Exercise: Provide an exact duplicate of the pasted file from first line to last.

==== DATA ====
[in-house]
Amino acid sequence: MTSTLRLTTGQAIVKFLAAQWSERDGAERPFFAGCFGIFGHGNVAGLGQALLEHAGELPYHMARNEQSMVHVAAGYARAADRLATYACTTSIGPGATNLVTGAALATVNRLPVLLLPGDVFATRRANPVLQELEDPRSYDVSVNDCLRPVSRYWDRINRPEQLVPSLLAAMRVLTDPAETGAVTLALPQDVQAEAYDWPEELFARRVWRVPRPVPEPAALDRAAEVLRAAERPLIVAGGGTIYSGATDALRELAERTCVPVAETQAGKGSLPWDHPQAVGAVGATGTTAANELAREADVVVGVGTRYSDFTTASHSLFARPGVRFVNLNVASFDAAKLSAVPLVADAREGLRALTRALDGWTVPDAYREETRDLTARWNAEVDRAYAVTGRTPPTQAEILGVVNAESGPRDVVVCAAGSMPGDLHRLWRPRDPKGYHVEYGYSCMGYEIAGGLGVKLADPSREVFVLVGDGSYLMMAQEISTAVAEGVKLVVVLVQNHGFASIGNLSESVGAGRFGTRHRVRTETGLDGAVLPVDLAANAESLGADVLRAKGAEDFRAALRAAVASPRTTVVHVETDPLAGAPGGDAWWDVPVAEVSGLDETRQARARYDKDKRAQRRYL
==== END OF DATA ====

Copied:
[in-house]
Amino acid sequence: MTSTLRLTTGQAIVKFLAAQWSERDGAERPFFAGCFGIFGHGNVAGLGQALLEHAGELPYHMARNEQSMVHVAAGYARAADRLATYACTTSIGPGATNLVTGAALATVNRLPVLLLPGDVFATRRANPVLQELEDPRSYDVSVNDCLRPVSRYWDRINRPEQLVPSLLAAMRVLTDPAETGAVTLALPQDVQAEAYDWPEELFARRVWRVPRPVPEPAALDRAAEVLRAAERPLIVAGGGTIYSGATDALRELAERTCVPVAETQAGKGSLPWDHPQAVGAVGATGTTAANELAREADVVVGVGTRYSDFTTASHSLFARPGVRFVNLNVASFDAAKLSAVPLVADAREGLRALTRALDGWTVPDAYREETRDLTARWNAEVDRAYAVTGRTPPTQAEILGVVNAESGPRDVVVCAAGSMPGDLHRLWRPRDPKGYHVEYGYSCMGYEIAGGLGVKLADPSREVFVLVGDGSYLMMAQEISTAVAEGVKLVVVLVQNHGFASIGNLSESVGAGRFGTRHRVRTETGLDGAVLPVDLAANAESLGADVLRAKGAEDFRAALRAAVASPRTTVVHVETDPLAGAPGGDAWWDVPVAEVSGLDETRQARARYDKDKRAQRRYL